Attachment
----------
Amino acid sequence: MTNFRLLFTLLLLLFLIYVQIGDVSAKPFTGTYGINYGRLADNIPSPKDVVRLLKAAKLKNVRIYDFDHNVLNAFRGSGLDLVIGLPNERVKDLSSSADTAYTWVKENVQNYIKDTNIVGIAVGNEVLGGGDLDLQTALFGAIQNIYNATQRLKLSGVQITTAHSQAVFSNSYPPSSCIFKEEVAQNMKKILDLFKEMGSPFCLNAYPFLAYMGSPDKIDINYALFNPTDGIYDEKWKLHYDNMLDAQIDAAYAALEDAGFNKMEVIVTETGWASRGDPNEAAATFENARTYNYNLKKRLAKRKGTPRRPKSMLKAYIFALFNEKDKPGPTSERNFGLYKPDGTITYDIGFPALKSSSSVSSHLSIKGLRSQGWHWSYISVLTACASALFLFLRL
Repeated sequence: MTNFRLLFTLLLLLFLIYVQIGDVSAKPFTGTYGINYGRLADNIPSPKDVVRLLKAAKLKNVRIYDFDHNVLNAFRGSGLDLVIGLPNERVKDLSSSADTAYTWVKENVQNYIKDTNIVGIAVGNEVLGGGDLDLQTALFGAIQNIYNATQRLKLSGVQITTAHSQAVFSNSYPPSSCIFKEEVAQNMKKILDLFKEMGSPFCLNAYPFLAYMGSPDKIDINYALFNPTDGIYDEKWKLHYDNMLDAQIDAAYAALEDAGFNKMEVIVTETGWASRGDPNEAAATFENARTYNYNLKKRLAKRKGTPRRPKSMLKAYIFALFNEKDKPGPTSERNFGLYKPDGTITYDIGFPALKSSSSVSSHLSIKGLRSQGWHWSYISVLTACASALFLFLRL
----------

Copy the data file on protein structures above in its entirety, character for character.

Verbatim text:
Amino acid sequence: MTNFRLLFTLLLLLFLIYVQIGDVSAKPFTGTYGINYGRLADNIPSPKDVVRLLKAAKLKNVRIYDFDHNVLNAFRGSGLDLVIGLPNERVKDLSSSADTAYTWVKENVQNYIKDTNIVGIAVGNEVLGGGDLDLQTALFGAIQNIYNATQRLKLSGVQITTAHSQAVFSNSYPPSSCIFKEEVAQNMKKILDLFKEMGSPFCLNAYPFLAYMGSPDKIDINYALFNPTDGIYDEKWKLHYDNMLDAQIDAAYAALEDAGFNKMEVIVTETGWASRGDPNEAAATFENARTYNYNLKKRLAKRKGTPRRPKSMLKAYIFALFNEKDKPGPTSERNFGLYKPDGTITYDIGFPALKSSSSVSSHLSIKGLRSQGWHWSYISVLTACASALFLFLRL
Repeated sequence: MTNFRLLFTLLLLLFLIYVQIGDVSAKPFTGTYGINYGRLADNIPSPKDVVRLLKAAKLKNVRIYDFDHNVLNAFRGSGLDLVIGLPNERVKDLSSSADTAYTWVKENVQNYIKDTNIVGIAVGNEVLGGGDLDLQTALFGAIQNIYNATQRLKLSGVQITTAHSQAVFSNSYPPSSCIFKEEVAQNMKKILDLFKEMGSPFCLNAYPFLAYMGSPDKIDINYALFNPTDGIYDEKWKLHYDNMLDAQIDAAYAALEDAGFNKMEVIVTETGWASRGDPNEAAATFENARTYNYNLKKRLAKRKGTPRRPKSMLKAYIFALFNEKDKPGPTSERNFGLYKPDGTITYDIGFPALKSSSSVSSHLSIKGLRSQGWHWSYISVLTACASALFLFLRL